The State Department reacted very differently to the recent phenomenon of Wikileaks. What would be a proper governmental reponse to that kind of use of the internet?
The likely response of the US Government will probably be to charge Wikileaks publisher Julian Assange under the relevant espionage and national security legislation for releasing diplomatic information. In the short-term this will also mean increased security and restricted access in the US Government on a ‘need to know’ basis to diplomatic cables. In the long-term, the US Government could work with specific media and scholarly groups — the American Political Science Association, the Society for Historians of American Foreign Relations, The New York Times, The Washington Post, or George Washington University’s National Security Archive — to release declassified versions of the diplomatic cables in a more controlled and possibly ‘redacted’ manner. However, this might also require changes to US freedom of information laws and declassification schedules. Marc Trachtenberg at the University of California, Los Angeles, is an expert in these declassification issues for historians and political scientists.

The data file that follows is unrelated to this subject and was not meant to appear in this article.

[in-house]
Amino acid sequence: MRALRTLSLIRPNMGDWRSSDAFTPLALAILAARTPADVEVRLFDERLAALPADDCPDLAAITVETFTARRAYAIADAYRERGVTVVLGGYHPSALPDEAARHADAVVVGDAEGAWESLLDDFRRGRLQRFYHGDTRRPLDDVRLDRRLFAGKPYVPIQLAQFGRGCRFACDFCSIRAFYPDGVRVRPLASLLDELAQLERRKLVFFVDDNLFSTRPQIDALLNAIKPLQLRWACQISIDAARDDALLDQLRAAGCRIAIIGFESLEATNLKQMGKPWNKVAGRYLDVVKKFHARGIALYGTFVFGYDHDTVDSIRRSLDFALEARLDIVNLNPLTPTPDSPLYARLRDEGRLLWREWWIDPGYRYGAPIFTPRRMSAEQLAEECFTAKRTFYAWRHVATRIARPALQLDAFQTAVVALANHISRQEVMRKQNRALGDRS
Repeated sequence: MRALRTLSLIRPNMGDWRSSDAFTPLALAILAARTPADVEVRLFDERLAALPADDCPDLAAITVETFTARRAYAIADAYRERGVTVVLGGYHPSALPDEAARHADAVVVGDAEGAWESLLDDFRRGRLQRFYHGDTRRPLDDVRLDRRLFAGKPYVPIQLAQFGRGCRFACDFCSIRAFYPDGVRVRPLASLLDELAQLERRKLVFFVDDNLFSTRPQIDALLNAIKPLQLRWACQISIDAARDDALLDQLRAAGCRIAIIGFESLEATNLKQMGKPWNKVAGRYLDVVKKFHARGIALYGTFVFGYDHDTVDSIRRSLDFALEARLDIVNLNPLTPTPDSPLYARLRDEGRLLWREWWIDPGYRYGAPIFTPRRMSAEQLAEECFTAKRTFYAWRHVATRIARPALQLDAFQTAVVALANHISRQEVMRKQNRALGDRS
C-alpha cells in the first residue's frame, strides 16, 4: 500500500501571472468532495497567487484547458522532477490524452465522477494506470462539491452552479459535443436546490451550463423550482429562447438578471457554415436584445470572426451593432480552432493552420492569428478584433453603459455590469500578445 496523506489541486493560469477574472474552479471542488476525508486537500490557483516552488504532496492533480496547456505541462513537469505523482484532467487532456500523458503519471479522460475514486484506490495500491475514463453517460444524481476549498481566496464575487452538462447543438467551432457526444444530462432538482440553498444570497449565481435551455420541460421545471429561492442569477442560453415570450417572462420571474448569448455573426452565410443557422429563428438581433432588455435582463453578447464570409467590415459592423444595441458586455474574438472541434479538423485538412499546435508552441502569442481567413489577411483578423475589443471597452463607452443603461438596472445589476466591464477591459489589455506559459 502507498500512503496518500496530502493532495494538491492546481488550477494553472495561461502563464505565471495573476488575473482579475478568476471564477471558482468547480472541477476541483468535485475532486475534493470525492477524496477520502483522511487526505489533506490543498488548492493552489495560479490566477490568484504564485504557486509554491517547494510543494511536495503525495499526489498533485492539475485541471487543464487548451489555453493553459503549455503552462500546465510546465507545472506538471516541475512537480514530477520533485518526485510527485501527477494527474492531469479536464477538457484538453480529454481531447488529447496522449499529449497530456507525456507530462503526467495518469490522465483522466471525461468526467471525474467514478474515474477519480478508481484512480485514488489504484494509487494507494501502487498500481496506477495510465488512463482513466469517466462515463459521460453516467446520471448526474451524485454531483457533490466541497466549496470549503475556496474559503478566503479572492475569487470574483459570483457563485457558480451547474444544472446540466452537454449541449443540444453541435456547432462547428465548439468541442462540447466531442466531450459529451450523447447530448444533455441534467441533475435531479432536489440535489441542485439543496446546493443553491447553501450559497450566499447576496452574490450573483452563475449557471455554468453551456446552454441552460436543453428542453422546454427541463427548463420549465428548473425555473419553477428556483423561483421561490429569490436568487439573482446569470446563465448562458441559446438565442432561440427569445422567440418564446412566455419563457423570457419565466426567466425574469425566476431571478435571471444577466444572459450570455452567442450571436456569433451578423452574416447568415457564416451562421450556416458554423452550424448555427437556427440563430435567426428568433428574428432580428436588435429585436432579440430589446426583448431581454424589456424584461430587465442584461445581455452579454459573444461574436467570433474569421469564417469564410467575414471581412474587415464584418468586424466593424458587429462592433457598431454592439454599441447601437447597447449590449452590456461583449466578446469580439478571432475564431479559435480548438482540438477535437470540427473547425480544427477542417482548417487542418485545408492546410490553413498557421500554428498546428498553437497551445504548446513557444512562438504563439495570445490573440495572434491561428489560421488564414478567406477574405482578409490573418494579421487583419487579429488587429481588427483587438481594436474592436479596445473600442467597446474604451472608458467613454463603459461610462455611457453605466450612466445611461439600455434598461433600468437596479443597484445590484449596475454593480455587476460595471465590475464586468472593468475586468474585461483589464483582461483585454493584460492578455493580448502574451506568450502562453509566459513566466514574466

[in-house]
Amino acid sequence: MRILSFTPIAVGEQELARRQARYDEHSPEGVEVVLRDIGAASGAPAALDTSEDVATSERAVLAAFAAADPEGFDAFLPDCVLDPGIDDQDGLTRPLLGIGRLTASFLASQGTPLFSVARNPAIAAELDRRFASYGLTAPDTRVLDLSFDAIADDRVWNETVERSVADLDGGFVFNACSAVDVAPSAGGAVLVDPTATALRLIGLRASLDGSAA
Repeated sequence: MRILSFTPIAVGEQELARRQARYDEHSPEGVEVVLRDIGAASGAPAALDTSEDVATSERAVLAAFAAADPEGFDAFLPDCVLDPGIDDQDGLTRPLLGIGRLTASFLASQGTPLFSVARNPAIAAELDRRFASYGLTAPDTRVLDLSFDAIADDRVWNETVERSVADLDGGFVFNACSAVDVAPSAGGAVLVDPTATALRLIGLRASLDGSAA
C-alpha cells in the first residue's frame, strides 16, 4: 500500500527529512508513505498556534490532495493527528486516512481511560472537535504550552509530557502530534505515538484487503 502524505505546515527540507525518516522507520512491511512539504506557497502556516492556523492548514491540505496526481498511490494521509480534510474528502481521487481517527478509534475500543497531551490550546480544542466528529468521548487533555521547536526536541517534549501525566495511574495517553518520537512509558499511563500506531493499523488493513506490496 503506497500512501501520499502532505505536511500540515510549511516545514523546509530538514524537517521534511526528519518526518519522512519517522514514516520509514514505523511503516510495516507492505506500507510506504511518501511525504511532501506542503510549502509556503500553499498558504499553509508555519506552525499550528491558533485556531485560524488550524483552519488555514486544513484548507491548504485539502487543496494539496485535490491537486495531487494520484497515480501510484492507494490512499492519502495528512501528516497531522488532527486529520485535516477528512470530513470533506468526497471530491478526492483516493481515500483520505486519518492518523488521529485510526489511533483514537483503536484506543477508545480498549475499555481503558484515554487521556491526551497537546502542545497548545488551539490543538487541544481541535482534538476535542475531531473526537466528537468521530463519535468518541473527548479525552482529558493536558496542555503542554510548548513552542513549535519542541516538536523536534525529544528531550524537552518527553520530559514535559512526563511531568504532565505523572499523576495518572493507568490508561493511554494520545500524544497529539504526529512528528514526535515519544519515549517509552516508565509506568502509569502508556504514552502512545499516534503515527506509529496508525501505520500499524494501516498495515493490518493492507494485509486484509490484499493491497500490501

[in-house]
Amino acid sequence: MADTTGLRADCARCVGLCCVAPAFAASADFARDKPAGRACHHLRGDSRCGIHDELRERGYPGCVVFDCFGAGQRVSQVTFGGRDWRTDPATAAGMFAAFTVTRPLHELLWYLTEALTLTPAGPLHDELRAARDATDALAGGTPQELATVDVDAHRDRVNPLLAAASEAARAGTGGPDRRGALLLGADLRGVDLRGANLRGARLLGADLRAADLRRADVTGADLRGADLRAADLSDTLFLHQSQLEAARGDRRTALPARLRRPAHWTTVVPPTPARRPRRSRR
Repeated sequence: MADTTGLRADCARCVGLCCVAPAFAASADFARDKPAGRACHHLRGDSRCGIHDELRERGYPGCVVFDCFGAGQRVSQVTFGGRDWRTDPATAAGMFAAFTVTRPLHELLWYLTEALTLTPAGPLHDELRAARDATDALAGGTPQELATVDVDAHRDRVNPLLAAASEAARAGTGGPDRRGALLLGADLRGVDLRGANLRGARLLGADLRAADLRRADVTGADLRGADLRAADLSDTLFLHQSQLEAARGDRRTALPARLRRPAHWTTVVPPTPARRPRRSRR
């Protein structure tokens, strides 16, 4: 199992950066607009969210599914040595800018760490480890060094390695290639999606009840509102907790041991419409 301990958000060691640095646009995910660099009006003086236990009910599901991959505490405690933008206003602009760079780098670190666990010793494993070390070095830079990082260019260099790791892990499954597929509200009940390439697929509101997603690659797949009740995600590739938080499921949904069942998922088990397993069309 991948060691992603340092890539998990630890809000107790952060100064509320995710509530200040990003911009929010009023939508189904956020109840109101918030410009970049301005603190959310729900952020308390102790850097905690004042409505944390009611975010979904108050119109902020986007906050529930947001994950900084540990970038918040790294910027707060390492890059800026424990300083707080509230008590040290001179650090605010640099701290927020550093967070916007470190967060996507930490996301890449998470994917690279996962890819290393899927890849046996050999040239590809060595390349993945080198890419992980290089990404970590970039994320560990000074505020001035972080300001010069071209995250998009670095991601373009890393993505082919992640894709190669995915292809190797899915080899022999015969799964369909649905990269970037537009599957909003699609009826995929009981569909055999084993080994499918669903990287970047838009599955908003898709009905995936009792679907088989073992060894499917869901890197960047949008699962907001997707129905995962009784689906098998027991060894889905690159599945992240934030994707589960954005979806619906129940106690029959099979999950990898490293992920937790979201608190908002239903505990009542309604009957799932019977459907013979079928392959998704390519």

What general rules would you suggest governments apply to make best use of the public diplomacy potential of social networking?
Use social networking tools to openly inform the public, such as Saudi Arabia’s initiatives on combatting terrorist financing and successful rehabilitation programs for ex-jihadists. Understand the limitations of social networking tools, such as their varied use by different groups, and how they can become disconnected in crisis situations from ‘on-the-ground’ events. Have mechanisms in place to identify, monitor and to counter disinformation and propaganda that may propagate on such social networks. Integrate social networking tools into a ‘hearts and minds’ strategy that uses a variety of media.